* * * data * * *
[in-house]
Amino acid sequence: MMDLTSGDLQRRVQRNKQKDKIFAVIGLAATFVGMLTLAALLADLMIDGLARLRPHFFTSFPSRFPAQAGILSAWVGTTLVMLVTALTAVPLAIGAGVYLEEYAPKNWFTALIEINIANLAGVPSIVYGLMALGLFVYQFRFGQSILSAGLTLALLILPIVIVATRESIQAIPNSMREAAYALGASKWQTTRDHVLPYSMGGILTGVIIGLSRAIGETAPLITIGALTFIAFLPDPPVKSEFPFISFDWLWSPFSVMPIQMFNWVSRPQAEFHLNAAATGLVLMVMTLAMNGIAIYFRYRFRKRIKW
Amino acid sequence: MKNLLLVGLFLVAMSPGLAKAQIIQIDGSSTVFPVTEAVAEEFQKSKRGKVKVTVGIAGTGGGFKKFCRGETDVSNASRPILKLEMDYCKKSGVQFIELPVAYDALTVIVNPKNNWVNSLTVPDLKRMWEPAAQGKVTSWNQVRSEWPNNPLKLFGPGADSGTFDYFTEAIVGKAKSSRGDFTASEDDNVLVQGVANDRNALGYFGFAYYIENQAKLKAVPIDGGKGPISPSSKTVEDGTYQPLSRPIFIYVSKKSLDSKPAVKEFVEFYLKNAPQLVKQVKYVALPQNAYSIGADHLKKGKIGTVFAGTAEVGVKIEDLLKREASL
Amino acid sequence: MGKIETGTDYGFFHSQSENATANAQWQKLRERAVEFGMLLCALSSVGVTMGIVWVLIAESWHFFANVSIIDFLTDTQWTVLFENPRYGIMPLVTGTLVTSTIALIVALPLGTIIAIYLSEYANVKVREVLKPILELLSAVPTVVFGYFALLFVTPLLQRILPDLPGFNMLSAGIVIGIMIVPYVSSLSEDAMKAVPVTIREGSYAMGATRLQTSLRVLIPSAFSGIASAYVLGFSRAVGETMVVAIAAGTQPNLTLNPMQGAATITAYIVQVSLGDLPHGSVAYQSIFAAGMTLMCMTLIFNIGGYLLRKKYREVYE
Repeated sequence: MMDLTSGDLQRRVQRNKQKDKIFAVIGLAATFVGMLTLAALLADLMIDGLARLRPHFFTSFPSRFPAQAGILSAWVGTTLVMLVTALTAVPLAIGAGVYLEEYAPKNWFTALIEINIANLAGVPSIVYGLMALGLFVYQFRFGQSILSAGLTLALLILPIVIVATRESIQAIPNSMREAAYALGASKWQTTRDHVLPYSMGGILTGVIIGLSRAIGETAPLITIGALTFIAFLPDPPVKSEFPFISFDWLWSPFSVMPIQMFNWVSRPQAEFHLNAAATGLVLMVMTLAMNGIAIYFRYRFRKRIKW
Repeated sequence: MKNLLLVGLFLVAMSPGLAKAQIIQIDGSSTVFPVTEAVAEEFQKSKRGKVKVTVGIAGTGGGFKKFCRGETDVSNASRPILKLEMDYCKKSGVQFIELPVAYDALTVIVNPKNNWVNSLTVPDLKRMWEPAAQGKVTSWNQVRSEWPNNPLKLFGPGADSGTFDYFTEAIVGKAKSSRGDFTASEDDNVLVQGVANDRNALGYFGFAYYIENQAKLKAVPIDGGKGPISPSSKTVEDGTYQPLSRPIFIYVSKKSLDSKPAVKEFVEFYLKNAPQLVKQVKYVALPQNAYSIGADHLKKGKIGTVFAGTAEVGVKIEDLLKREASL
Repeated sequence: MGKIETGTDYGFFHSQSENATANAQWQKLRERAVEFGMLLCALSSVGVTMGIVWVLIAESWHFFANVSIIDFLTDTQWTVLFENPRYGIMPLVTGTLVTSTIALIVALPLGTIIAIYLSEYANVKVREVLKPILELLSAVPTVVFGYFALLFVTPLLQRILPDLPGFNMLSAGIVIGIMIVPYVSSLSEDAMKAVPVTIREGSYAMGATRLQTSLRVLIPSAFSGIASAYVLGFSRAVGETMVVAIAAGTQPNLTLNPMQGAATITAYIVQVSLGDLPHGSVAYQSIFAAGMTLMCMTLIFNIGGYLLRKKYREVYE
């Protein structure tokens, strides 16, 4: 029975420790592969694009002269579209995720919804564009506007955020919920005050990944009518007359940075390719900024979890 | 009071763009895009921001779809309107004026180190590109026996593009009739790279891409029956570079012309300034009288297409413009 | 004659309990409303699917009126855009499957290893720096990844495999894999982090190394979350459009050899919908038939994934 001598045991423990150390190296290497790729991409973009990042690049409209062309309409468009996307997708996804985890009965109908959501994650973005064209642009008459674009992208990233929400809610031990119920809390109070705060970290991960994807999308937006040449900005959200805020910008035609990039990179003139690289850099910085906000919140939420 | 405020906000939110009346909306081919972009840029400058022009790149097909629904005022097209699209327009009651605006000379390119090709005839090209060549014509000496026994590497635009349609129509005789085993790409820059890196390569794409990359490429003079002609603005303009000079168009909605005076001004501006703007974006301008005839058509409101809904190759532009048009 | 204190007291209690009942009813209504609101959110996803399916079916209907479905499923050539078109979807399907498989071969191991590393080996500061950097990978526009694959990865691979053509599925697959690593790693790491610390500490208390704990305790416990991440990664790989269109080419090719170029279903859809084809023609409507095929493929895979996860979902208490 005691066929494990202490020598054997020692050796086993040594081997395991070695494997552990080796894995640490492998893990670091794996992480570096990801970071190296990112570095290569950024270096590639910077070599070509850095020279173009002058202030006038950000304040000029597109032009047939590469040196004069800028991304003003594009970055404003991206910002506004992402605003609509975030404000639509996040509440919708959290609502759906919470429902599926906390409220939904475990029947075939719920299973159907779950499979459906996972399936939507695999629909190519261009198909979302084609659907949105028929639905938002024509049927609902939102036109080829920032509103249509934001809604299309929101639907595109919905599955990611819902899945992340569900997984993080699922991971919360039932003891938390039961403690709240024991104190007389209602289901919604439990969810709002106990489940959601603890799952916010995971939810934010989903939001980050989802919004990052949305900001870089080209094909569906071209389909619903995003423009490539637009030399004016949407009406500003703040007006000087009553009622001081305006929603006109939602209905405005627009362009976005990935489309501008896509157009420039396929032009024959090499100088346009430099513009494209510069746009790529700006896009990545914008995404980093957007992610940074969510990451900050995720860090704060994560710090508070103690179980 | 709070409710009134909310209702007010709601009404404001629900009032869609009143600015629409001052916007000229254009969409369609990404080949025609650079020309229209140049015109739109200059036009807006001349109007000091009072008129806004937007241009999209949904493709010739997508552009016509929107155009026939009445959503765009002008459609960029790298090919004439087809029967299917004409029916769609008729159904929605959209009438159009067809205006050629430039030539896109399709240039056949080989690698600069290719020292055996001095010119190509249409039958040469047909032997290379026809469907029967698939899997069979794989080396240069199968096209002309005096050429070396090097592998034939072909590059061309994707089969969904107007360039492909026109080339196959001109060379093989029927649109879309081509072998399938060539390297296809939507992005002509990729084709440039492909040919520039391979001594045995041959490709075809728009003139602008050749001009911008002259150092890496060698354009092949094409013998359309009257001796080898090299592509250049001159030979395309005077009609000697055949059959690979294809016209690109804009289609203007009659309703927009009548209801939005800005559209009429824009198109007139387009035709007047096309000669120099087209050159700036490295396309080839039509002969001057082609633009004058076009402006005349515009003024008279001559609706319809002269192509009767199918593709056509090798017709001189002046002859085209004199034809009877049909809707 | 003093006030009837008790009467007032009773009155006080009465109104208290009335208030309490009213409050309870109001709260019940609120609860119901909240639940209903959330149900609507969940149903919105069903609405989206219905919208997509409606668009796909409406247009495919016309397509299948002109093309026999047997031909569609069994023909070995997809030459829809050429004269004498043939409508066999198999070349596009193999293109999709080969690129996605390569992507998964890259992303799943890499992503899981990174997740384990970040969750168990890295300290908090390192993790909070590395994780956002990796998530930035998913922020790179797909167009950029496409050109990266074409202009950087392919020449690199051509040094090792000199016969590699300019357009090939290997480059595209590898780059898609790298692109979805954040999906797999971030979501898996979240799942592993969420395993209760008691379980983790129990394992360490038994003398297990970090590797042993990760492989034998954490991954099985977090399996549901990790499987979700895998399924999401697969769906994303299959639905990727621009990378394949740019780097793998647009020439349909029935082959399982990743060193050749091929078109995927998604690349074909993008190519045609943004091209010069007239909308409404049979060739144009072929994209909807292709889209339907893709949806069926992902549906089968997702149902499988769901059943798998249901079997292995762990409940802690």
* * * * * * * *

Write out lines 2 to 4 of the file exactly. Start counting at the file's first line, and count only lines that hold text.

Amino acid sequence: MMDLTSGDLQRRVQRNKQKDKIFAVIGLAATFVGMLTLAALLADLMIDGLARLRPHFFTSFPSRFPAQAGILSAWVGTTLVMLVTALTAVPLAIGAGVYLEEYAPKNWFTALIEINIANLAGVPSIVYGLMALGLFVYQFRFGQSILSAGLTLALLILPIVIVATRESIQAIPNSMREAAYALGASKWQTTRDHVLPYSMGGILTGVIIGLSRAIGETAPLITIGALTFIAFLPDPPVKSEFPFISFDWLWSPFSVMPIQMFNWVSRPQAEFHLNAAATGLVLMVMTLAMNGIAIYFRYRFRKRIKW
Amino acid sequence: MKNLLLVGLFLVAMSPGLAKAQIIQIDGSSTVFPVTEAVAEEFQKSKRGKVKVTVGIAGTGGGFKKFCRGETDVSNASRPILKLEMDYCKKSGVQFIELPVAYDALTVIVNPKNNWVNSLTVPDLKRMWEPAAQGKVTSWNQVRSEWPNNPLKLFGPGADSGTFDYFTEAIVGKAKSSRGDFTASEDDNVLVQGVANDRNALGYFGFAYYIENQAKLKAVPIDGGKGPISPSSKTVEDGTYQPLSRPIFIYVSKKSLDSKPAVKEFVEFYLKNAPQLVKQVKYVALPQNAYSIGADHLKKGKIGTVFAGTAEVGVKIEDLLKREASL
Amino acid sequence: MGKIETGTDYGFFHSQSENATANAQWQKLRERAVEFGMLLCALSSVGVTMGIVWVLIAESWHFFANVSIIDFLTDTQWTVLFENPRYGIMPLVTGTLVTSTIALIVALPLGTIIAIYLSEYANVKVREVLKPILELLSAVPTVVFGYFALLFVTPLLQRILPDLPGFNMLSAGIVIGIMIVPYVSSLSEDAMKAVPVTIREGSYAMGATRLQTSLRVLIPSAFSGIASAYVLGFSRAVGETMVVAIAAGTQPNLTLNPMQGAATITAYIVQVSLGDLPHGSVAYQSIFAAGMTLMCMTLIFNIGGYLLRKKYREVYE